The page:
Like many old-timers in this hobby, I used to rely on new signup bonuses for my travel hacking needs/wants. However, things have changed, and not for the better. To be clear, I’m definitely not in the “sky is falling” camp. Never was, never will be. I’m grateful for whatever I can get and don’t lose sleep over credit card denials.
And boy, there have been a lot of denials for me lately. I can’t even get a credit card from Bank of America! I could always count on it as the last-resort application, but not anymore. Don’t get me wrong, I still get approvals here and there, mostly from obscure banks. But I can say with absolute certainty that the good old days of travel hacking are over, at least for me.
But not to worry, there is more than one way to skin a cat. While I have been getting bonus qualification pop-ups for new Amex cards, I also got a few upgrade offers to make up for those fails. A few months ago, I had a chance to upgrade my Amex Blue Cash to Preferred version and get $250 bonus along the way.
It’s a great card due to 6% cashback bonus category on groceries. In fact, it has been on my “keeper” list from the beginning. I thought about applying for it anyway, and Amex upgrade offer made it a no-brainer. I didn’t get a new inquiry and didn’t get another account added to my credit report. Btw, I’m thinking about trying to get under 5/24 limit, so I can pick up some Chase cards. What’s happening to me?
Latest upgrade offer for Hilton Honors Aspire
My husband had Amex Hilton Ascend (aka Surpass) card that was coming up for renewal. I was planning to cancel it because I didn’t think I would be able to recoup the $95 annual fee.
It’s definitely a decent product for some due to Gold Hilton status and a unique Priority Pass access arrangement. Instead of unlimited airport lounge entry for up to three individuals, you get ten entires per year. Recently, I used five of them for my tribe.
So, this is a nice perk for large families who fly only a few times per year because it offers more flexibility. Of course, you can no longer use Priority Pass benefit tied to Amex cards for airport restaurants, so that’s a bummer.
Anyway, since I’ve recently converted my husband’s Chase Freedom Unlimited card to Chase Sapphire Reserve, I couldn’t justify spending another $95. Some airport lounges allow kids under 12 to enter for free, so my family of four would be covered in those cases. And you can still use Priority Pass from CSR towards airport restaurants.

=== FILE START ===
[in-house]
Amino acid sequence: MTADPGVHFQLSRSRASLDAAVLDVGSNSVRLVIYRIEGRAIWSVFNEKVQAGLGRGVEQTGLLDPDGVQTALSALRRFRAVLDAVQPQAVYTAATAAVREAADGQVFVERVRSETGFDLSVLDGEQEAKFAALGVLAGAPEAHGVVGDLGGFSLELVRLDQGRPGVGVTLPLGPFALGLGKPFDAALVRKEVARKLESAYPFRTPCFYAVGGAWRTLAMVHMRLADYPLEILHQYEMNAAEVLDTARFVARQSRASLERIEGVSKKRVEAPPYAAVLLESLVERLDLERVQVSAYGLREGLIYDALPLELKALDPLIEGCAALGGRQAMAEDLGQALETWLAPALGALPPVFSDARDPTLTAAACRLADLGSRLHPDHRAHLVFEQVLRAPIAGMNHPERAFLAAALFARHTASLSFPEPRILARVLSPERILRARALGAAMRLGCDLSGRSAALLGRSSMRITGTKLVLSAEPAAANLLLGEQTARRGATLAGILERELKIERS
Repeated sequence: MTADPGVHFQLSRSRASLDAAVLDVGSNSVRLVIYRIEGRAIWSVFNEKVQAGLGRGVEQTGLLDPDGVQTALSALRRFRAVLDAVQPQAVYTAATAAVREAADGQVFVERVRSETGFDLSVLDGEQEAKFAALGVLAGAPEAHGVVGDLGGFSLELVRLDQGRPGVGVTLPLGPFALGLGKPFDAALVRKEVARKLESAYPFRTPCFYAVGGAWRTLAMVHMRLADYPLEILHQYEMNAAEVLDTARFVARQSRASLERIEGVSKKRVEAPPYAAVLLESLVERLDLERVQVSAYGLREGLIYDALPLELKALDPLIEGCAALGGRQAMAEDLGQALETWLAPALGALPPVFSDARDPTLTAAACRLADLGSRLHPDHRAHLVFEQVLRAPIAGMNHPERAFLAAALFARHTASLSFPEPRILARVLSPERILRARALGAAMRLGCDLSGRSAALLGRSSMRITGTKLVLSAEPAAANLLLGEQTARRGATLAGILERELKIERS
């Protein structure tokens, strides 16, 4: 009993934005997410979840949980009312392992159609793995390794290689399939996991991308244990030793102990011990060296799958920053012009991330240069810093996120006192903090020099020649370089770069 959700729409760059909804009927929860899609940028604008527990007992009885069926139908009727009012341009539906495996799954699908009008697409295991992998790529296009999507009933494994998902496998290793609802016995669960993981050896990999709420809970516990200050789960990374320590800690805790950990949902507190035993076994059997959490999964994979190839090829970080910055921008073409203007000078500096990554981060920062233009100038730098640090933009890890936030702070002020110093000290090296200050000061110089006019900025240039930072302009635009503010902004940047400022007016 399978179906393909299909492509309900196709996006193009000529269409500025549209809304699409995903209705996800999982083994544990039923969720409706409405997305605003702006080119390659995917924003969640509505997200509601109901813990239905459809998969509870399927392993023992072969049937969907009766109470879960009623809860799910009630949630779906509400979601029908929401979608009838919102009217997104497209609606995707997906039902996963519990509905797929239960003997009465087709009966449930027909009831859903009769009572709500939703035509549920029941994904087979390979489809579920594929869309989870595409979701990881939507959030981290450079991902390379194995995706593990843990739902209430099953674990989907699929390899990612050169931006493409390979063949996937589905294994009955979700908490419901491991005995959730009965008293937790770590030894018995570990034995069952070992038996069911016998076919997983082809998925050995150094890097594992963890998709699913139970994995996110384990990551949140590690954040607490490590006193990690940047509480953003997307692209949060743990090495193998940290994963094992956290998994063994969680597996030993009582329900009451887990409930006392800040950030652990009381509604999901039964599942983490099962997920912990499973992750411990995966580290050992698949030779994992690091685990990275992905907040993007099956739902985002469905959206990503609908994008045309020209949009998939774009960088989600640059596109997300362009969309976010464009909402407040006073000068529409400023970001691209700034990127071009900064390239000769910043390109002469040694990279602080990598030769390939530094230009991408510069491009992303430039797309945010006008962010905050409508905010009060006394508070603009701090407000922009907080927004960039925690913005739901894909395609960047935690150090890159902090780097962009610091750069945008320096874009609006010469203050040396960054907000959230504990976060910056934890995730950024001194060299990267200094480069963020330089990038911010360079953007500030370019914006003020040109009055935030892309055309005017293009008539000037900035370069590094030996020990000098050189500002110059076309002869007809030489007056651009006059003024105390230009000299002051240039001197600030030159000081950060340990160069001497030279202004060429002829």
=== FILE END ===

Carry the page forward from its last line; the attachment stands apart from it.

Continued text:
So I figured as soon as the renewal fee hits, I would cancel Surpass. But then I saw an upgrade offer in his online profile. We would get 150k Hilton points after spending $4k in 3 months. We would also get all the perks that the new Aspire cardholders receive. Of course, we would also have to pay $450 fee upfront.
This isn’t an offer I would recommend to beginners, but like I said, I don’t have many options these days. Beggars can’t be choosers. Of course, I’m not just going to pay $450 fee without running some numbers first. After all, we are in this hobby for “free” travel, aren’t we?
Let me show you my thought process, and hopefully it will help you with your own Amex Aspire upgrade offer dilemma.
Free weekend night
I wasn’t sure if upgrade offer would still give me a free weekend night. After a Google search it appears that the answer is Yes. Mark at Milestomemories blog got it on his and his wife’s Ascend to Aspire upgrades. I live in central Florida, so there are a lot of nearby options for a fancy weekend getaway. However, I like spending more than one night when driving somewhere for two hours.
Instead, I think I will utilize it at Homewood Suites San Diego Downtown/Bayside hotel (60k points per night). We will have to spend one night in San Diego on the way to Hawaii, so this hotel will be a perfect fit. Sure, I could use my “free” night at Hotel Del Coronado that goes for 95k points.